Pivot to the East: Russia-India partnership is already bearing tangible results
Today, one can often hear the expression that after unprecedented sanctions and a sharp deterioration in relations with the West, Russia "turned to the East."
The first thing that comes to mind after the above words is the strengthening of trade relations with China, which is, if not the first, then certainly the second. the economy in the world. Meanwhile, the status of the People's Republic of China in some respects "eclipses" another, no less important partner of Russia.
We are talking about India, which over the past year has increased the purchase of Russian goods by almost 5 times. In addition, our oil, which the EU refused, "flowed" to India, in connection with which the Russian Federation in this country has already "pressed" Saudi Arabia, the United States and Iraq.
A similar story with coal. Our country has increased its supplies to India by almost 2,5 times, again "thrown off the pedestal" the United States and South Africa. Finally, deliveries of Russian fertilizers to the Indian market also increased significantly.
However, this is only the beginning of an effective partnership between Moscow and New Delhi.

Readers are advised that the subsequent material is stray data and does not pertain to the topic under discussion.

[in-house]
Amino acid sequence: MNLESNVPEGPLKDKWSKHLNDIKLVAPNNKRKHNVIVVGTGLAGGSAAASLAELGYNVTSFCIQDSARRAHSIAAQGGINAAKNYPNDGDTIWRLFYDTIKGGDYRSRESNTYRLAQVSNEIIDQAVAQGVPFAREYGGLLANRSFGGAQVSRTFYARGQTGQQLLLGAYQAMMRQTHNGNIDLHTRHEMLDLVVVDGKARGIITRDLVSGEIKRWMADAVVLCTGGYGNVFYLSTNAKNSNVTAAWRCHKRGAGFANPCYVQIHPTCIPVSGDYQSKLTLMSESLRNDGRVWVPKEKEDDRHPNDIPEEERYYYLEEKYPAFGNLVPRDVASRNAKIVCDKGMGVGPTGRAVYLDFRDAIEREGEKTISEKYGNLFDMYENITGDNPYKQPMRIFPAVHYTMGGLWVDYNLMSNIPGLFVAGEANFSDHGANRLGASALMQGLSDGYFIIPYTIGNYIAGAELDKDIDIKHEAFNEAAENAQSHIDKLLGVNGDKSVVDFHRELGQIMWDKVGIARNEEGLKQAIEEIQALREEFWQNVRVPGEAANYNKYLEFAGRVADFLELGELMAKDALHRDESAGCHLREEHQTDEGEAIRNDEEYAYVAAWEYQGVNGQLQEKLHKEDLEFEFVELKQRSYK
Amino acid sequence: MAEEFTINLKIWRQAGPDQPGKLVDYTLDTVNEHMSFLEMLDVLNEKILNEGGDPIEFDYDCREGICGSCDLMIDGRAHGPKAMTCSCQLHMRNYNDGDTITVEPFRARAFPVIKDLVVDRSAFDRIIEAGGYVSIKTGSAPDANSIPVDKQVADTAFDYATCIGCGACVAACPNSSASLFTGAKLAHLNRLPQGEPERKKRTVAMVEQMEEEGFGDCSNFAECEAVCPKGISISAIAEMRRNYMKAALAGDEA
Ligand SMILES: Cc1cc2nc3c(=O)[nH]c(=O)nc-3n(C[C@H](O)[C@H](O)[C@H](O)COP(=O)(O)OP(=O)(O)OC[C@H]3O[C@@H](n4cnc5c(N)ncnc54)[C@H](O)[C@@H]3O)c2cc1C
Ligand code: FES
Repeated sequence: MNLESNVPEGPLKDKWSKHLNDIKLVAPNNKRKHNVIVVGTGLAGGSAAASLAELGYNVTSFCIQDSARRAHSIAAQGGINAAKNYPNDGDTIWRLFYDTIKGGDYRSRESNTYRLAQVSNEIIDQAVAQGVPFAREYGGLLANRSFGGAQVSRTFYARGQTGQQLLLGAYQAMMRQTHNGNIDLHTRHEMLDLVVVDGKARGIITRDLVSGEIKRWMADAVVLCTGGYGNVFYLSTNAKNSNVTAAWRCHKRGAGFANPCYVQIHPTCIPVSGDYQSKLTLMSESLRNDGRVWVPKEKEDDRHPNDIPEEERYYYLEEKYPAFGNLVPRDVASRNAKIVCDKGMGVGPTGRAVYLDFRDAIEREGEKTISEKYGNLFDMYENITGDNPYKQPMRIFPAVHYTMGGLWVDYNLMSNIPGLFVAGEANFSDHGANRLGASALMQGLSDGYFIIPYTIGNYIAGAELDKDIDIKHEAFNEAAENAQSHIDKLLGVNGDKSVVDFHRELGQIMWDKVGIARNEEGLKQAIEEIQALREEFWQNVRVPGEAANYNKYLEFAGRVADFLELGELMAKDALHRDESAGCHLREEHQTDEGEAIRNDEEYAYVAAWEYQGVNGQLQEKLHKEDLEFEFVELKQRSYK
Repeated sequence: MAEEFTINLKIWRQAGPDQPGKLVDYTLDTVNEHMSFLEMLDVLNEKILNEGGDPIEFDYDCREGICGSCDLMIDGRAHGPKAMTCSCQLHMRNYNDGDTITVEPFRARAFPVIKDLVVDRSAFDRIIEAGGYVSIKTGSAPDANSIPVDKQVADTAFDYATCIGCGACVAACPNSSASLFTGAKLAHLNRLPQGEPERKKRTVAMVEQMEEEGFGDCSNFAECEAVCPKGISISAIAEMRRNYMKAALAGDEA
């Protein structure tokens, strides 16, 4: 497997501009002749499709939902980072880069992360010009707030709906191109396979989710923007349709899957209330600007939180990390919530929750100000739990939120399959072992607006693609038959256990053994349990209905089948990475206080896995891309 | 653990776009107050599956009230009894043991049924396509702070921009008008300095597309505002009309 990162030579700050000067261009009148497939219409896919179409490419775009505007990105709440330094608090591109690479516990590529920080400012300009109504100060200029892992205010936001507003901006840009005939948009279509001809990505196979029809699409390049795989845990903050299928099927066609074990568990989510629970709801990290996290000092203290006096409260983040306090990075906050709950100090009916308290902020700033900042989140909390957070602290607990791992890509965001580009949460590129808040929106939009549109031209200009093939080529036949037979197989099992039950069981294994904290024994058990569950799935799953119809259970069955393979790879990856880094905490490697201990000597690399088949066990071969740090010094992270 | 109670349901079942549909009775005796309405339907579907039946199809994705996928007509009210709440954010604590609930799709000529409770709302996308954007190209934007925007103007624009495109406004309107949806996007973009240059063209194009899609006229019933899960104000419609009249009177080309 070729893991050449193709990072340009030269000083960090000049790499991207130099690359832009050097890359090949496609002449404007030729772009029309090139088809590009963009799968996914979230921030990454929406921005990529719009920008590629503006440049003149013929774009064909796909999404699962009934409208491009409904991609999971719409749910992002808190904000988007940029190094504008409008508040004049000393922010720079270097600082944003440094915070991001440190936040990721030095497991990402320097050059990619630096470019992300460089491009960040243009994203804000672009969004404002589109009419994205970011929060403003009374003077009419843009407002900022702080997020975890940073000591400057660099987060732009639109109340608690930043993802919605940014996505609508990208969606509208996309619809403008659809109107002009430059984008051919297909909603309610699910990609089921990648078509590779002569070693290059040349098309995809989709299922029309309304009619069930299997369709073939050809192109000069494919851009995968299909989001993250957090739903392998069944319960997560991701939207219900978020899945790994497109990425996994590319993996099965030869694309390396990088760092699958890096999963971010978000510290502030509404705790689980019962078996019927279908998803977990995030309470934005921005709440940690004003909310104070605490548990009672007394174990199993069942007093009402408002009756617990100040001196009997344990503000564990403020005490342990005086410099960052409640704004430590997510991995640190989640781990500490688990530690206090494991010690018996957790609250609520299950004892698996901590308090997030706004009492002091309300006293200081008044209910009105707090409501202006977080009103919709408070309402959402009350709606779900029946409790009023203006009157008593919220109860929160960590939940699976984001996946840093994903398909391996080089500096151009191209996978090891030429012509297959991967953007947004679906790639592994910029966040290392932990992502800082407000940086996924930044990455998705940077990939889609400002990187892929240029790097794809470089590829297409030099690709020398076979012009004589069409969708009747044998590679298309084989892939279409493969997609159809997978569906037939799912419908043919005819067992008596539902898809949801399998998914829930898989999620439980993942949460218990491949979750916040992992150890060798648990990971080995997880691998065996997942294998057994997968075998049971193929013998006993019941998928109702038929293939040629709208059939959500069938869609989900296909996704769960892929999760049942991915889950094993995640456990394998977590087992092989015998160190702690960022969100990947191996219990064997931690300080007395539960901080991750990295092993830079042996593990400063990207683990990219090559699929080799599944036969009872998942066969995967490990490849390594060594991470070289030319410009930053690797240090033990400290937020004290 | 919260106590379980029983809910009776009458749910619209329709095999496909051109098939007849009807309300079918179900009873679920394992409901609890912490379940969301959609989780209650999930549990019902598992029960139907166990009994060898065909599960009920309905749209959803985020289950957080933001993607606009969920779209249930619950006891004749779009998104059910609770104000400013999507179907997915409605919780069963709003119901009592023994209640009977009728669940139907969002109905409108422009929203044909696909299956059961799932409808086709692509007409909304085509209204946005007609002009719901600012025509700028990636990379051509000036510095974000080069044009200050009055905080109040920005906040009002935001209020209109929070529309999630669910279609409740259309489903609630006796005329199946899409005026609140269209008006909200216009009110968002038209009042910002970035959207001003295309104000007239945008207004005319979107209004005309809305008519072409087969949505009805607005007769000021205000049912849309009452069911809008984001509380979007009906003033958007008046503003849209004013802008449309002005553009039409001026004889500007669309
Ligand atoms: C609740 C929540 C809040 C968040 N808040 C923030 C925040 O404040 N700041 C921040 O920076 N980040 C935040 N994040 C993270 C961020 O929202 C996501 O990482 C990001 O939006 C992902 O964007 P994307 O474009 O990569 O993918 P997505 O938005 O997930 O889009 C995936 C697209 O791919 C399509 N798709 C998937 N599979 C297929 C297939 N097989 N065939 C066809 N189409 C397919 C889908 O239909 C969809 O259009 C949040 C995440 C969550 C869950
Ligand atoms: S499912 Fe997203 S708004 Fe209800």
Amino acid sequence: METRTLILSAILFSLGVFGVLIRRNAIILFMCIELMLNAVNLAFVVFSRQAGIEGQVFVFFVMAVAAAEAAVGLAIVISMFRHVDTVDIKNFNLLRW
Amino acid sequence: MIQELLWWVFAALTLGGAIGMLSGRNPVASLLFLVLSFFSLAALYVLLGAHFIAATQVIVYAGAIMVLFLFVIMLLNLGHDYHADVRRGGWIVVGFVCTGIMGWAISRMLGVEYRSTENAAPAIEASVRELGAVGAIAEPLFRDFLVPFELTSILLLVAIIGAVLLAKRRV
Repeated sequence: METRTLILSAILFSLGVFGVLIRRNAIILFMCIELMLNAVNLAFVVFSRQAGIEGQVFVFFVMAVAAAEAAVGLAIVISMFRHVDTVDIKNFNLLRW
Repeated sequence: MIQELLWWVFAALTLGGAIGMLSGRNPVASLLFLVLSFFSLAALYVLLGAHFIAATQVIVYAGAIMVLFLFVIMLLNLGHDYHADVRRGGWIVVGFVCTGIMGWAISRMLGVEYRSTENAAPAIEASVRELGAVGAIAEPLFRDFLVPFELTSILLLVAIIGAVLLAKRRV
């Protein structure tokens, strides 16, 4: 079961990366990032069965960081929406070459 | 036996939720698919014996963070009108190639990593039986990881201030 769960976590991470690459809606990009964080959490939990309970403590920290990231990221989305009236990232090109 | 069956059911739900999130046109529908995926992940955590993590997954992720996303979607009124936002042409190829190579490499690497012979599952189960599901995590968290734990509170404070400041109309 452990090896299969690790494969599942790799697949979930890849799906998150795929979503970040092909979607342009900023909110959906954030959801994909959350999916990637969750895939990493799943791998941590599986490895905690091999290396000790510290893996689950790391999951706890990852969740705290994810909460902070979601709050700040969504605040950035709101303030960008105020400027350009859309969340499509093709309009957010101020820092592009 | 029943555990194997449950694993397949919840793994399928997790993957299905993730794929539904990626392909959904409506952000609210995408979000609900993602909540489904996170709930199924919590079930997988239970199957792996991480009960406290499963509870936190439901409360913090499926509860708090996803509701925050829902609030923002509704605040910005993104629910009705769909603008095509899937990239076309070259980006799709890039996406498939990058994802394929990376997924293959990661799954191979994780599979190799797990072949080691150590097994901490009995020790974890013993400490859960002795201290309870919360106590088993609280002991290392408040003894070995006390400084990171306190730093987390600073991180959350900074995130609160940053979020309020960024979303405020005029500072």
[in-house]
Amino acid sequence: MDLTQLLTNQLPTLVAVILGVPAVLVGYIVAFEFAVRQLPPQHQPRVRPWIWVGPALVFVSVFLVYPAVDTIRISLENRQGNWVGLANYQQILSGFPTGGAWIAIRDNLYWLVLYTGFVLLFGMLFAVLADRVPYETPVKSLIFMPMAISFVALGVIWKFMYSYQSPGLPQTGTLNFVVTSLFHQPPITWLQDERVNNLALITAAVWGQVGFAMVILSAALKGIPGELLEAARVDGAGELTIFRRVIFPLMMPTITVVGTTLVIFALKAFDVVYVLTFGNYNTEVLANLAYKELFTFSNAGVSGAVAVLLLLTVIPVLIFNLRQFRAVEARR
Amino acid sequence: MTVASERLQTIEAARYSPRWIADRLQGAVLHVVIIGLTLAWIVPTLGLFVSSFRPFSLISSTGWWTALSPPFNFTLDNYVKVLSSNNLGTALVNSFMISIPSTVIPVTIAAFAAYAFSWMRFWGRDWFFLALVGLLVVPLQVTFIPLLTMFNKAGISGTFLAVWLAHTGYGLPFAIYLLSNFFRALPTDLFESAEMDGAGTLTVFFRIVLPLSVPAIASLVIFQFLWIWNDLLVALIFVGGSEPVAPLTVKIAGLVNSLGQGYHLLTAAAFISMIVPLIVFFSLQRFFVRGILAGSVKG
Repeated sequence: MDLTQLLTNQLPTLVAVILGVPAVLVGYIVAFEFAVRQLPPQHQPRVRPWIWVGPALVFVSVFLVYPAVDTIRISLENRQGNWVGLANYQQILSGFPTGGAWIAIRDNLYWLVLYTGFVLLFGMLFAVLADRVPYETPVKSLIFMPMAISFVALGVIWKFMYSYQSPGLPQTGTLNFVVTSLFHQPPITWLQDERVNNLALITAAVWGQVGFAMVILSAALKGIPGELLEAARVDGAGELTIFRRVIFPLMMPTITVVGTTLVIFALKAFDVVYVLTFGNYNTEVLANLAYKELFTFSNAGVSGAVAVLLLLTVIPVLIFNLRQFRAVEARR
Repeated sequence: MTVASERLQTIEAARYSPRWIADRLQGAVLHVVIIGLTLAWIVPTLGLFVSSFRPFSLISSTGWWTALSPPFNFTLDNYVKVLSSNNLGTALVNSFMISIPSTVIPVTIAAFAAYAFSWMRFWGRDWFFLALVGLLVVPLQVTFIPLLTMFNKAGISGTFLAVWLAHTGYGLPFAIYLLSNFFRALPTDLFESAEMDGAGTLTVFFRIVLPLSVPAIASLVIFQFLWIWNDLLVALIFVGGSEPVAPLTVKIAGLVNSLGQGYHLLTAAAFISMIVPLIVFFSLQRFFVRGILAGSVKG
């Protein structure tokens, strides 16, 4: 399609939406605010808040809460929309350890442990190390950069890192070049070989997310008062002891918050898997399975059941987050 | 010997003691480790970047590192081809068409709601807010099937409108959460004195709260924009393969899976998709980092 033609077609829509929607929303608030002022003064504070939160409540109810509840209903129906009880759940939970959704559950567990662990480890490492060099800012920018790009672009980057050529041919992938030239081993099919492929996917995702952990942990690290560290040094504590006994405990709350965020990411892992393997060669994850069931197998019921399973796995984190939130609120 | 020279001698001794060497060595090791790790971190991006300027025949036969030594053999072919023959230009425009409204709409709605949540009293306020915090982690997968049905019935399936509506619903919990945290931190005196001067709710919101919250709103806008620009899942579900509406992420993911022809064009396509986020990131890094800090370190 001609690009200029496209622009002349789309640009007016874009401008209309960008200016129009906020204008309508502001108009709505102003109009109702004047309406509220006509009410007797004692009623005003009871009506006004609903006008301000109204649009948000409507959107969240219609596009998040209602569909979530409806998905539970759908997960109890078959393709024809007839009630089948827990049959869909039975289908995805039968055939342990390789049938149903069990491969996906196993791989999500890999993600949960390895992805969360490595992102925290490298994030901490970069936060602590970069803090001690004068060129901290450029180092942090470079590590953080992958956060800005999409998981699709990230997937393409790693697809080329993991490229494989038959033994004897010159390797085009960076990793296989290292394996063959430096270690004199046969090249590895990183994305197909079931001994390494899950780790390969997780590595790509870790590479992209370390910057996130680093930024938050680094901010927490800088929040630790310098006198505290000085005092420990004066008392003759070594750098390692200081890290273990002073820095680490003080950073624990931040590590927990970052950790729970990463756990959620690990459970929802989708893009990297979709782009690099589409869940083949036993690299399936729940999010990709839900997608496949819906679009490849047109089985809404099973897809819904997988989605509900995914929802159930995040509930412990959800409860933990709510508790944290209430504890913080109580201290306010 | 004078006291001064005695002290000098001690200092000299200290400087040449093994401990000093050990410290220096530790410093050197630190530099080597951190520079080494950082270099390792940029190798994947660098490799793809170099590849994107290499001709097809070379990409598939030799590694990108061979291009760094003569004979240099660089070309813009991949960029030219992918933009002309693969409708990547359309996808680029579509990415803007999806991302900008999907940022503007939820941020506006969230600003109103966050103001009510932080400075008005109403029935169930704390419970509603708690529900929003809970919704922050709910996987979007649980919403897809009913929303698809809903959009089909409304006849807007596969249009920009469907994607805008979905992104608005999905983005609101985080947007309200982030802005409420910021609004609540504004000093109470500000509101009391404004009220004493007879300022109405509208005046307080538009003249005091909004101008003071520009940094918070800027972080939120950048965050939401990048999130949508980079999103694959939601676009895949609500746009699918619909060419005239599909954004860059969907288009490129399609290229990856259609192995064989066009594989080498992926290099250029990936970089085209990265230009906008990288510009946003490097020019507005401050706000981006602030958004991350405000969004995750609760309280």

The main source of energy for domestic needs in all regions of India is gas. According to forecasts, the demand for blue fuel in this country will only grow.
The Russian Federation cannot lay a gas pipeline to India like the Power of Siberia, which provides pumping to the PRC, since it does not have a common border with this country, but there are alternative options for supplying Russian gas here.
For example, a gas pipeline connecting Turkmenistan, Afghanistan, Pakistan and India. However, this option is, to put it mildly, not the best because of the unstable situation in Afghanistan. Therefore, it will have to be postponed for now.
Another way is to lay a pipe from Iran to India through Pakistan. The presence of Russian gas in this gas pipeline can be ensured through swap supplies. Therefore, this project has great prospects both for New Delhi and Tehran, and for Moscow.
Finally, we should not forget about the global processes that the Russian-Indian partnership has already launched. India is today the world's largest energy consumer. It accounts for a third of all world oil supplies.
At the same time, Russia is the largest supplier of black gold to the country, and the states agreed to carry out mutual settlements in national currencies, which causes significant damage to the dominance of the US dollar. At the same time, Moscow and New Delhi may be followed by others in the near future.